Written in collaboration with
Michael VanDeventer, CPA, Partner
Many organizations still do not have formalized information technology (IT) policies and procedures in place that specifically address cybersecurity risks. Organizational data and assets are at constant risk as cyberattacks have become more frequent, sophisticated and targeted. In addition, amidst the ongoing pandemic, cybersecurity risk has only increased as organizations become more reliant on remote workplace environments to perform day-to-day activities.
In general, cybersecurity risks relate to gaining unauthorized access to digital systems for the purpose of misappropriating assets or sensitive information, corrupting data, or causing operational disruption. Potential negative consequences may include remediation costs for repairing system damage that may have been caused, loss of sensitive or critical data, litigation, delays in providing services, and reputational damage.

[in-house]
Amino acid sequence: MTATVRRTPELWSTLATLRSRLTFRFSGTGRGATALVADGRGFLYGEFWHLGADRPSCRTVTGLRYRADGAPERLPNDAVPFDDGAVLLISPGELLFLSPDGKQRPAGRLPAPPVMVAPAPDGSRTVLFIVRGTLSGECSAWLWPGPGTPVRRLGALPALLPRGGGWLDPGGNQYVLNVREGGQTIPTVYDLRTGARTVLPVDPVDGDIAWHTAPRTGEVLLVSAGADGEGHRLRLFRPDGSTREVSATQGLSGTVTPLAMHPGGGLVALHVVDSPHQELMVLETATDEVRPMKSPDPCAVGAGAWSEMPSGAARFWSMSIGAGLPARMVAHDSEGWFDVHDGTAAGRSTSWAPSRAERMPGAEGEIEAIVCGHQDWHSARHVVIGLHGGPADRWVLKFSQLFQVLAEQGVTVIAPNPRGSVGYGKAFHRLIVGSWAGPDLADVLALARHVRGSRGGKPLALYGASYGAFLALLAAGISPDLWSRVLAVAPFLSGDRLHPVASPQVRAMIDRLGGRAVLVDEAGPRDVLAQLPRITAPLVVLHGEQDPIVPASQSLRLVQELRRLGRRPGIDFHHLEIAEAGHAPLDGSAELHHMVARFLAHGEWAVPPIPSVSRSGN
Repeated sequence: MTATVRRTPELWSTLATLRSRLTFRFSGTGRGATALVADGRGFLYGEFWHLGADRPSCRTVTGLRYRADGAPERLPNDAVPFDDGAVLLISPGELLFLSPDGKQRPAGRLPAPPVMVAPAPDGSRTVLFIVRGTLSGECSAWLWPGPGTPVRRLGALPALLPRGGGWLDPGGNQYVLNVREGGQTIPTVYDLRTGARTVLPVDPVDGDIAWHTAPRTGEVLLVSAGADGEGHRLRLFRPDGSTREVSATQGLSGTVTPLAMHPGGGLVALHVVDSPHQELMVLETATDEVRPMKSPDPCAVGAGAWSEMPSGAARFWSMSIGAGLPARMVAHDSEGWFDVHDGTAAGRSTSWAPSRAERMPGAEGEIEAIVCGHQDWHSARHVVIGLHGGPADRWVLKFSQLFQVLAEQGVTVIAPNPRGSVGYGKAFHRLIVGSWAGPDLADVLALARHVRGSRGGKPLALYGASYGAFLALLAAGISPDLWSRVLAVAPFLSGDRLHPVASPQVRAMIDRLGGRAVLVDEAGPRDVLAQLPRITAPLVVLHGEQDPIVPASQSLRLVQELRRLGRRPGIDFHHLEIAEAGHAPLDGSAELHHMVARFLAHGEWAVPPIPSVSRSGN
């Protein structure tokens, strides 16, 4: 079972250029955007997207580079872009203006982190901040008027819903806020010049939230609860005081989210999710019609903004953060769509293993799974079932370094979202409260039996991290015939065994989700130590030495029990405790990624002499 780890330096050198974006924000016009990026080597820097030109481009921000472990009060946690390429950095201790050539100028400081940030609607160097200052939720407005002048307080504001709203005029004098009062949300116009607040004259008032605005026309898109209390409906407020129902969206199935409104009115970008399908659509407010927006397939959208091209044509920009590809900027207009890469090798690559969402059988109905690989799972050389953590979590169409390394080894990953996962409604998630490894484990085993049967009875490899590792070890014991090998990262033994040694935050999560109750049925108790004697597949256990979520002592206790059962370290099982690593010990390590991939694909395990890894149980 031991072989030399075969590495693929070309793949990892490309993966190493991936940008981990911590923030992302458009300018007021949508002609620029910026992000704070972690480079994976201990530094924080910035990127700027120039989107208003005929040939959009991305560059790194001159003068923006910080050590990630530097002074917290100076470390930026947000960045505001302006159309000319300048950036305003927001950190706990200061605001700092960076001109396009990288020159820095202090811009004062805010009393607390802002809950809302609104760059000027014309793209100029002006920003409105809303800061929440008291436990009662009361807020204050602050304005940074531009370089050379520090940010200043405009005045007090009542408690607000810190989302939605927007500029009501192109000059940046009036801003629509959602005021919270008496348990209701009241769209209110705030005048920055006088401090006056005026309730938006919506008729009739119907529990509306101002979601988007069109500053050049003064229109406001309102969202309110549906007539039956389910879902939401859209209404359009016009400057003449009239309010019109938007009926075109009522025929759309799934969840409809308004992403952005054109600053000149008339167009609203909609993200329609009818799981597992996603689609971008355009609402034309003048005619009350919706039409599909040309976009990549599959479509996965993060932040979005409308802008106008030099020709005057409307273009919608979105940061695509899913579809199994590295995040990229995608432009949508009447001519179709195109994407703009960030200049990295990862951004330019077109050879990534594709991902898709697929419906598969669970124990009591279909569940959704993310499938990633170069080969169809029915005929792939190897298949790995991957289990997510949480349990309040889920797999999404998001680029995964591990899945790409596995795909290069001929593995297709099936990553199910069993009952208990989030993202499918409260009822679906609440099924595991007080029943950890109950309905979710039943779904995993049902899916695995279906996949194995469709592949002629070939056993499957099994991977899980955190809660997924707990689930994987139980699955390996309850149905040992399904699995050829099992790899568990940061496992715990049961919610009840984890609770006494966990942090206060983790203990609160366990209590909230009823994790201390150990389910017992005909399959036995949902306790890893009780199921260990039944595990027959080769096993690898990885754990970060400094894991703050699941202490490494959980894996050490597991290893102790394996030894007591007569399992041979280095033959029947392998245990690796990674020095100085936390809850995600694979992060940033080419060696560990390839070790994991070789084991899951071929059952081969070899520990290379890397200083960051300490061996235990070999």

In order to address cybersecurity risks, organizations should be prioritizing the development and formalization of their IT policies and procedures. There are ways in which organizations can defend their information systems and potentially avoid and mitigate risks of cyberattacks. These recommendations include:
- developing and formalizing IT policies and procedures;
- creating an incident-response plan in the event of an attack;
- regularly testing information system resilience;
- keeping secure data backup;
- creating awareness within the organization through periodic training and education; and
- engaging an IT security consultant to identify areas of improvement.
Every organization faces cybersecurity risk. It is ultimately not a matter of if a cyberattack will happen, but when. Taking a proactive approach to mitigating an attack will prepare your employees and benefit your organization now and in the future.